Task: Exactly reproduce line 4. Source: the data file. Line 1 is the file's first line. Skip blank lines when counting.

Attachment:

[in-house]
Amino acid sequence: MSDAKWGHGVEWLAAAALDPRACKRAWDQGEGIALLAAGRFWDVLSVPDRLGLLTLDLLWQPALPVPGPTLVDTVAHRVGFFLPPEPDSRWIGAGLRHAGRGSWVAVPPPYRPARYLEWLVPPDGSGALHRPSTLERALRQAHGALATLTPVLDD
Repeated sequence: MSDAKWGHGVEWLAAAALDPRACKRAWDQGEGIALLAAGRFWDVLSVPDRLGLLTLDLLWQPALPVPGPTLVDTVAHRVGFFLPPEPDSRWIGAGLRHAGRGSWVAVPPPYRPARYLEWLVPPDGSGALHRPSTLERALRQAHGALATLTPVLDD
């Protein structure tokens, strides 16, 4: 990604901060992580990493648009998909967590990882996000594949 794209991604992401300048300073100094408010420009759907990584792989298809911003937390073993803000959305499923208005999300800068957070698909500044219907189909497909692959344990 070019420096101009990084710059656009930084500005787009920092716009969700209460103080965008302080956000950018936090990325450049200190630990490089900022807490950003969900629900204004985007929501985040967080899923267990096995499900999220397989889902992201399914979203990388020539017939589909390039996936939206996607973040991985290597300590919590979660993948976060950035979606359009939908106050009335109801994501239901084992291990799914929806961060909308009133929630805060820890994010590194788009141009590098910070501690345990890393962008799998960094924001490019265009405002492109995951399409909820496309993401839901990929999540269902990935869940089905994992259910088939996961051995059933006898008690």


């Protein structure tokens, strides 16, 4: 990604901060992580990493648009998909967590990882996000594949 794209991604992401300048300073100094408010420009759907990584792989298809911003937390073993803000959305499923208005999300800068957070698909500044219907189909497909692959344990 070019420096101009990084710059656009930084500005787009920092716009969700209460103080965008302080956000950018936090990325450049200190630990490089900022807490950003969900629900204004985007929501985040967080899923267990096995499900999220397989889902992201399914979203990388020539017939589909390039996936939206996607973040991985290597300590919590979660993948976060950035979606359009939908106050009335109801994501239901084992291990799914929806961060909308009133929630805060820890994010590194788009141009590098910070501690345990890393962008799998960094924001490019265009405002492109995951399409909820496309993401839901990929999540269902990935869940089905994992259910088939996961051995059933006898008690």